In exploring historical texts and Scriptures, we can learn a lot about the role of women in work and worship, including Jesus’ surprising departure from the patriarchy of his day.
A few words from Philo and Josephus about women
Philo of Alexandria was a Greek-speaking Jewish philosopher who lived in Alexandria, Egypt during the first century AD. Philo’s writings offer us fascinating glimpses into the world of Hellenistic Jews of the era. According to Philo, a woman’s place was in the home: “The women are best suited to the indoor life which never strays from the house.” Philo divides society into two communities: cities and households. Leadership of these spheres is determined by gender: “Both of these have their governors; the government of the greater is assigned to men under the name of statesmanship, that of the lesser, known as household management, to women. A woman, then, should not be a busybody, meddling with matters outside her household concerns, but should seek a life of seclusion.” Philo’s patriarchal perspective leaves no room for women in public leadership.
Josephus, a Jewish historian who lived later in the first century, described the space where women could worship in the Jerusalem Temple: “A special place of worship was walled off for the women…. On the other sides [of the Temple] there was one gate on the south and one on the north giving access to the women’s court; for women were not permitted to enter by the others nor yet to pass by way of their own gate beyond the partition wall.” Josephus, along with his contemporaries, strictly delimited women’s role in religion. They did not enjoy the same standing as men in Temple worship.
The inscriptions chiseled in stone have a word to say
While Philo and Josephus tightly circumscribed women’s place in worship and work, there is another vein in Jewish texts that opens our eyes to wider roles available to women. Various funeral inscriptions name female “elders” in the Jewish community. People like Peristeria, Sara Ura, Beronike, and others, are identified by this title that may simply be a comment on their age but, more likely, designates their religious office. Support for this view comes from other funeral epitaphs that identify some as principle leaders of synagogues. One says, “Rufina, a Jewish woman, head of the synagogue, built this tomb for her freed slaves and the slaves raised in her house.” Another inscription, dated a few centuries later, names “Sophia of Gortyn, elder and head of the synagogue of Kisamos,” the same title ascribed to a woman named Theopempte. While women could not hold the office of priest in Israel, heading up a synagogue was a vocation open to them.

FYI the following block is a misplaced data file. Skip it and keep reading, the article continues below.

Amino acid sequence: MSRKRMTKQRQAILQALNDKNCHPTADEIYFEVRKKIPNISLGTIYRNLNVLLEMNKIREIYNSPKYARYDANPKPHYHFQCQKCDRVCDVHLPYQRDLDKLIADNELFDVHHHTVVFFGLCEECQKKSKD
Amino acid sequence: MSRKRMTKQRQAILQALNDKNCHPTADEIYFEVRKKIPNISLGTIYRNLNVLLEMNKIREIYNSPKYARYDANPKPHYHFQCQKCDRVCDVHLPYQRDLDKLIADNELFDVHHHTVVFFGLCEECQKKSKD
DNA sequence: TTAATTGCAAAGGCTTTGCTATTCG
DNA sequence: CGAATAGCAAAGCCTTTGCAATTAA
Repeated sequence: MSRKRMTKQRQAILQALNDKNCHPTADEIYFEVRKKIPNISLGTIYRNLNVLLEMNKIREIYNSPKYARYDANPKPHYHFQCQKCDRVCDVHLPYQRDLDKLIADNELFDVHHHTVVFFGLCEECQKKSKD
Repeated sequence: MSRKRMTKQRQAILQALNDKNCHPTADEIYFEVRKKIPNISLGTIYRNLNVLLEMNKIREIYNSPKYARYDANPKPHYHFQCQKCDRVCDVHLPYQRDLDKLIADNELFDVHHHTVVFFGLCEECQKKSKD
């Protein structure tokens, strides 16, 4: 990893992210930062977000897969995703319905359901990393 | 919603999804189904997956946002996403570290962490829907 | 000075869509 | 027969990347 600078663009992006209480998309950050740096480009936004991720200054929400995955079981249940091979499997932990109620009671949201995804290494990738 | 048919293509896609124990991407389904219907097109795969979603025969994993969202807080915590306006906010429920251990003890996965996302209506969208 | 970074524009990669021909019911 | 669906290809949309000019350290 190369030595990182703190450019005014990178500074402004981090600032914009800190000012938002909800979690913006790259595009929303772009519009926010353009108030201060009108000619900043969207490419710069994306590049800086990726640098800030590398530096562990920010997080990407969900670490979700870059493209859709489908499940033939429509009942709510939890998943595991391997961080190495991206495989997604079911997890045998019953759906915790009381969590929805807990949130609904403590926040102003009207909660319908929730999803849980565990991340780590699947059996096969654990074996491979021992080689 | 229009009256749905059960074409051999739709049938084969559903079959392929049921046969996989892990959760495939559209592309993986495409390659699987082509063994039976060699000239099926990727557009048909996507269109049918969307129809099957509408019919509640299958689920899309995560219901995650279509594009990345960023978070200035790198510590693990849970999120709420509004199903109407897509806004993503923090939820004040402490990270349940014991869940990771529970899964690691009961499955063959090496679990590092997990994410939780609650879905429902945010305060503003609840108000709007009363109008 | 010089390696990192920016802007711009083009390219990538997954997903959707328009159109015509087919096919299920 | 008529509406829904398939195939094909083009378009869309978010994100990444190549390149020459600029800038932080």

Jesus honors women
Jesus broke from Philo and Josephus and, indeed, from the patriarchy of his day. As the Rabbi, he instructed Mary as a disciple while Martha adhered to the traditional woman’s role of food preparation, as noble as that was (Luke 10:38-42). Sifri (one of the books of the Jewish Mishnah) says, “And you shall teach your sons – and not your daughters.” Jesus’ attitude was clearly different regarding women and learning Torah (the Law). Women followed Jesus and were his patrons according to Luke 8:1-3. Luke even names them: “Mary (called Magdalene) from whom seven demons had come out; Joanna the wife of Chuza, the manager of Herod’s household; Susanna; and many others. These women were helping to support them out of their own means.” Following an itinerate Rabbi was not a role open to women – but Jesus broke the mold.